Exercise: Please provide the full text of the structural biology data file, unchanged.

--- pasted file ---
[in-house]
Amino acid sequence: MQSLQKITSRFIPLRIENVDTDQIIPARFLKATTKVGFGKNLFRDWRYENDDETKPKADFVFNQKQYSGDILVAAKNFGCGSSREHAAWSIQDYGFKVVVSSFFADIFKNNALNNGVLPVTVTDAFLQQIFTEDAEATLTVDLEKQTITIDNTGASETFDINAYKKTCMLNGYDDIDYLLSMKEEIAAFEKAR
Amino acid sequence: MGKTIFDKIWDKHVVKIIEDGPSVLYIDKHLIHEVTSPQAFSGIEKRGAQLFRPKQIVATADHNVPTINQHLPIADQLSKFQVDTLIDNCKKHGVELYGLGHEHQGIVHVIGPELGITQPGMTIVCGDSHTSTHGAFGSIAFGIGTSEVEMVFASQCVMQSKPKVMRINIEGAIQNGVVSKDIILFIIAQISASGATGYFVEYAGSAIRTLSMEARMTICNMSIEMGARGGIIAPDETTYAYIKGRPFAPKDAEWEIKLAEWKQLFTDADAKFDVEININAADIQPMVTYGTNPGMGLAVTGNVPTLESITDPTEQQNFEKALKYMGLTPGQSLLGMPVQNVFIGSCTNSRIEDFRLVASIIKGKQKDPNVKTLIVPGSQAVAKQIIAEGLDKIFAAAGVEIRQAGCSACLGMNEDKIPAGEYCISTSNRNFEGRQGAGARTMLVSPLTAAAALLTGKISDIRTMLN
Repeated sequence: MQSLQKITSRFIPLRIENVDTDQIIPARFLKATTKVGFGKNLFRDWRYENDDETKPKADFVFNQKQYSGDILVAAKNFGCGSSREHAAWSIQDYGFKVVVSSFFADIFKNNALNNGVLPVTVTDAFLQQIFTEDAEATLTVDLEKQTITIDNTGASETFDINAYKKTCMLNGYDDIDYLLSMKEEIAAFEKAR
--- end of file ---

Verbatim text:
[in-house]
Amino acid sequence: MQSLQKITSRFIPLRIENVDTDQIIPARFLKATTKVGFGKNLFRDWRYENDDETKPKADFVFNQKQYSGDILVAAKNFGCGSSREHAAWSIQDYGFKVVVSSFFADIFKNNALNNGVLPVTVTDAFLQQIFTEDAEATLTVDLEKQTITIDNTGASETFDINAYKKTCMLNGYDDIDYLLSMKEEIAAFEKAR
Amino acid sequence: MGKTIFDKIWDKHVVKIIEDGPSVLYIDKHLIHEVTSPQAFSGIEKRGAQLFRPKQIVATADHNVPTINQHLPIADQLSKFQVDTLIDNCKKHGVELYGLGHEHQGIVHVIGPELGITQPGMTIVCGDSHTSTHGAFGSIAFGIGTSEVEMVFASQCVMQSKPKVMRINIEGAIQNGVVSKDIILFIIAQISASGATGYFVEYAGSAIRTLSMEARMTICNMSIEMGARGGIIAPDETTYAYIKGRPFAPKDAEWEIKLAEWKQLFTDADAKFDVEININAADIQPMVTYGTNPGMGLAVTGNVPTLESITDPTEQQNFEKALKYMGLTPGQSLLGMPVQNVFIGSCTNSRIEDFRLVASIIKGKQKDPNVKTLIVPGSQAVAKQIIAEGLDKIFAAAGVEIRQAGCSACLGMNEDKIPAGEYCISTSNRNFEGRQGAGARTMLVSPLTAAAALLTGKISDIRTMLN
Repeated sequence: MQSLQKITSRFIPLRIENVDTDQIIPARFLKATTKVGFGKNLFRDWRYENDDETKPKADFVFNQKQYSGDILVAAKNFGCGSSREHAAWSIQDYGFKVVVSSFFADIFKNNALNNGVLPVTVTDAFLQQIFTEDAEATLTVDLEKQTITIDNTGASETFDINAYKKTCMLNGYDDIDYLLSMKEEIAAFEKAR